A couple things stand out as I look at those letters now. One, they’re long—several pages each. And two, they were delivered by snail mail. What the hell were we thinking back in 2000? We still read stuff on paper?!?
In contrast, this year’s emails from the Obama campaign were marvels of concision. They came with perfectly conversational subject headers and rarely sounded canned, though of course they were. Sometimes, three would come in a single day. Maybe I have a high tolerance for this sort of thing, but it never bugged me, and the call to action worked on me more frequently than I expected. Maybe Romney was sending out great stuff too—I don’t know; I still get my neighbor’s mail once in a while, but the Internet never sends me his email—but it strikes me that the Obama email campaign will be used as a model for years to come.
Yet none of these modern pitches can even come close to the one I’ve saved from 1972. It’s a Western Union Mailgram from George McGovern. It arrived in early November, and though Nate Silver had not yet been born, we all knew the cause was pretty much lost at that point. At yet the Mailgram did its job of creating hope.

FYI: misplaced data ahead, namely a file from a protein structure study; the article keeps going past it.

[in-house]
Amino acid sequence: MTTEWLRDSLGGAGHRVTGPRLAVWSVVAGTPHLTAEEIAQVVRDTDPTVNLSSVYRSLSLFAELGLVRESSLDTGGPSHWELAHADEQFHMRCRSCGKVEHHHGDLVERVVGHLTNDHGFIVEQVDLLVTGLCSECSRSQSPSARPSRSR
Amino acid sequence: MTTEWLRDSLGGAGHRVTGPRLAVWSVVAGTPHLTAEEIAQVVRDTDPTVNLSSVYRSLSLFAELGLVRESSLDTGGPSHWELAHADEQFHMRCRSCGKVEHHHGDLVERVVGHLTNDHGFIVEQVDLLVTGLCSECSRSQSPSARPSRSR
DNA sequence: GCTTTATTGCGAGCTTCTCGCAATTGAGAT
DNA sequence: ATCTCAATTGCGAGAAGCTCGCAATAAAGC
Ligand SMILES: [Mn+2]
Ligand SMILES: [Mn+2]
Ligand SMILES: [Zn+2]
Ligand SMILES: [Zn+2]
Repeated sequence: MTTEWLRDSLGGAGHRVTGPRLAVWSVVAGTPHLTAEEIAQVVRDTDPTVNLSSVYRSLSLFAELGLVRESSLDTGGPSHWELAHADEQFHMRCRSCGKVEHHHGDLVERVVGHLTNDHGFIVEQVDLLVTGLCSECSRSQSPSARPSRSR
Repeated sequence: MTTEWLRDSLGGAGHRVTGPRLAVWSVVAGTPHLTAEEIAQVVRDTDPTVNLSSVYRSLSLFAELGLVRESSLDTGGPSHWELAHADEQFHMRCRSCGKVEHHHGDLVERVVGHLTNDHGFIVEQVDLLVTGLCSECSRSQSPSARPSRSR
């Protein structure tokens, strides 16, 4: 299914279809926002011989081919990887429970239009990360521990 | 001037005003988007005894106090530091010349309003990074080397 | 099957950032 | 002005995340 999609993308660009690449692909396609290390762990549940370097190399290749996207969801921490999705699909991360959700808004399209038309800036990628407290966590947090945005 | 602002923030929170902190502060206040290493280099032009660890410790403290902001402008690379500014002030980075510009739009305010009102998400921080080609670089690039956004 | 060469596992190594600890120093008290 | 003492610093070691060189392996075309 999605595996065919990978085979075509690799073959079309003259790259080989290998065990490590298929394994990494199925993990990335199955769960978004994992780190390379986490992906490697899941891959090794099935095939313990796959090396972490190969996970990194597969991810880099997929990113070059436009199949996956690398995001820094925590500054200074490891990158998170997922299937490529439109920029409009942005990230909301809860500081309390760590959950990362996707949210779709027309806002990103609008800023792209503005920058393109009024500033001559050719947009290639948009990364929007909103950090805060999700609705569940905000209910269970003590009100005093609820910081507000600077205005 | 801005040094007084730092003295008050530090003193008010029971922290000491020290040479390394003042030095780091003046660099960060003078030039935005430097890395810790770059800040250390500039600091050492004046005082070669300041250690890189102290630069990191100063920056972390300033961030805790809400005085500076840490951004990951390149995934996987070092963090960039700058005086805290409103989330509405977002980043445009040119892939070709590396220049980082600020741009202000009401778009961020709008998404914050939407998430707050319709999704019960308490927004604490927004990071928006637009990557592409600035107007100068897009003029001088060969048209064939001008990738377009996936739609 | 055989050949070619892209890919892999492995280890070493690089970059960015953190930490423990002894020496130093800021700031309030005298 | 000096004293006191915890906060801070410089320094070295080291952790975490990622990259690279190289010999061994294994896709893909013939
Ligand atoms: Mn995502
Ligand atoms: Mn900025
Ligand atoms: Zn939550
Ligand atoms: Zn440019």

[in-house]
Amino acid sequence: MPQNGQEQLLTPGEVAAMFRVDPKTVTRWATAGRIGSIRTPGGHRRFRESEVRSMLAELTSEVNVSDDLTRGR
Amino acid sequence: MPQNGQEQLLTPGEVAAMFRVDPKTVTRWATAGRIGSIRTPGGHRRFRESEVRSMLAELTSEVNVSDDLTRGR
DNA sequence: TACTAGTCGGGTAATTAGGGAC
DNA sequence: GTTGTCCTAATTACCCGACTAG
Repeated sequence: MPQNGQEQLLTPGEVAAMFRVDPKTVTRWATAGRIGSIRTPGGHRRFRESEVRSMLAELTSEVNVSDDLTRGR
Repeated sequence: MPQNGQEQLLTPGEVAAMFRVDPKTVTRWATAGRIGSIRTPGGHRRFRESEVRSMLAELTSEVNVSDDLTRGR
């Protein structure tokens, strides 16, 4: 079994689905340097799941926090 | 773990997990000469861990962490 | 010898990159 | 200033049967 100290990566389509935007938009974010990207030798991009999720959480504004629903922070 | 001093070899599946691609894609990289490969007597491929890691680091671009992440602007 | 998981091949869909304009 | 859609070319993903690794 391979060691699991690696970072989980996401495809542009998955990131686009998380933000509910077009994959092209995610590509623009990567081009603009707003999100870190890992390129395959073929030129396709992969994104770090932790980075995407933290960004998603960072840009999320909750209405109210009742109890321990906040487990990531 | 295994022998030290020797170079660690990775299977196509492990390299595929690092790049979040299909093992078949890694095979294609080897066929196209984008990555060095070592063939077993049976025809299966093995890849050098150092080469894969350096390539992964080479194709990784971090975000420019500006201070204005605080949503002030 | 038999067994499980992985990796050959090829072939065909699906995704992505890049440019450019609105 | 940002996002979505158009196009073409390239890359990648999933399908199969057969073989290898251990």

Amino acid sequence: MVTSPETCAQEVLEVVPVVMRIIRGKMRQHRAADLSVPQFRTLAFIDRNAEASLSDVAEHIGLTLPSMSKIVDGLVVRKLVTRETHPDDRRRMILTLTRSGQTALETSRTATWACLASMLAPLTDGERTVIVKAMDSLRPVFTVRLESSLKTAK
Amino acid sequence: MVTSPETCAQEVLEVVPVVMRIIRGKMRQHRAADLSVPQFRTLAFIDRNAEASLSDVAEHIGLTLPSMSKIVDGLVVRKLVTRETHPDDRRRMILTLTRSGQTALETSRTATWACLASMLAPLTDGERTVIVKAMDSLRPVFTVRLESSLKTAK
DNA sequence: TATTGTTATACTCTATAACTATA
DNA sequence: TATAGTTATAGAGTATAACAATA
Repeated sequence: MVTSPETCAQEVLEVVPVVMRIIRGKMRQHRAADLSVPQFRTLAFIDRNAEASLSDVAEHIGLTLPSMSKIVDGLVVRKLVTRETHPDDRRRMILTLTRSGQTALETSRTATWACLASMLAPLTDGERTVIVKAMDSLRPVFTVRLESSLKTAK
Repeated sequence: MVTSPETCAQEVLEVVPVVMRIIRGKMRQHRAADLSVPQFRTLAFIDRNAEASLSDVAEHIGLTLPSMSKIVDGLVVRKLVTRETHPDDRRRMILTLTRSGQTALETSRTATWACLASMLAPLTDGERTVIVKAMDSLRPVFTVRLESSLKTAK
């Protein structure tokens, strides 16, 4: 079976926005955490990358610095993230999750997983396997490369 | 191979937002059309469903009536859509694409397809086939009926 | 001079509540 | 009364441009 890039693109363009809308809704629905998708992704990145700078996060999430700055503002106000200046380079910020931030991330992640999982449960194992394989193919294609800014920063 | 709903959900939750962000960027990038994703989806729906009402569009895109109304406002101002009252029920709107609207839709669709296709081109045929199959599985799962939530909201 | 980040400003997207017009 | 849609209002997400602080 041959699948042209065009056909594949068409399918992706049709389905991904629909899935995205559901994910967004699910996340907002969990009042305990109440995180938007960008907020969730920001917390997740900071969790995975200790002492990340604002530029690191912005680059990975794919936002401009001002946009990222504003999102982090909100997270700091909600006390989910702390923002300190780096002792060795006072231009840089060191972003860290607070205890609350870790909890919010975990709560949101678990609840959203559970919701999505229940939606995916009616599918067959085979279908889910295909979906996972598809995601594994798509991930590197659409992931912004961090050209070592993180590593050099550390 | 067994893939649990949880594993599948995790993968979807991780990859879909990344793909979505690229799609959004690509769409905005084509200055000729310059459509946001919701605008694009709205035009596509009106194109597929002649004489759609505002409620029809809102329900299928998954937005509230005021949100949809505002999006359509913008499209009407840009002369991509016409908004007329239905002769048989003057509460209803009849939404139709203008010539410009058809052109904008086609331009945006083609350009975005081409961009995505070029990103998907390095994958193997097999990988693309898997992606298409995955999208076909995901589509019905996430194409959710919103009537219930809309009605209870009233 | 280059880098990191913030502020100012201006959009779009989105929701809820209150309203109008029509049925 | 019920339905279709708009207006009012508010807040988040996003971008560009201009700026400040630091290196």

GETTING ASTOUNDING REPORTS FROM EVERYWHERE, it read. MASSIVE SHIFT AWAY FROM NIXON TOWARD OUR TICKET.
For sheer jaw-dropping amazement, look at the call to action. No “click here to donate,” no prepaid return envelope. They were asking me to go down to the freaking post office to wire money! Would that approach even raise a dime in today’s world?
Another thing I notice, reading it now, is that it wasn’t true. There was no massive shift. And I’m guessing McGovern, Frank Mankiewicz, or Gary Hart or whoever composed these sentences knew it at the time. Which, in fairness, makes me reluctant to pile onto FOX News and the Romney campaign for pretending to be winning when they knew they weren’t. Democratic or Republican, losing campaigns always put on a brave face. What else would you expect them to do?
I was a student at Antioch College when I got this Mailgram—which means I was young, an idealist, maybe a little naïve—but I was still well informed enough to read, as Nate Silver tweeted the other night, “On The Wall, The Writing.”
In other words, some part of me knew Nixon had it in the bag. But I walked down to the post office anyway, and I sent George McGovern twenty-five dollars. There was no election eve telecast, and history has not yet saluted me. The act of giving the money was its own reward. Sending it drew a miniscule connection between me and a man I admired, a man whose memory I honor more than ever. I’ve never regretted it for a moment.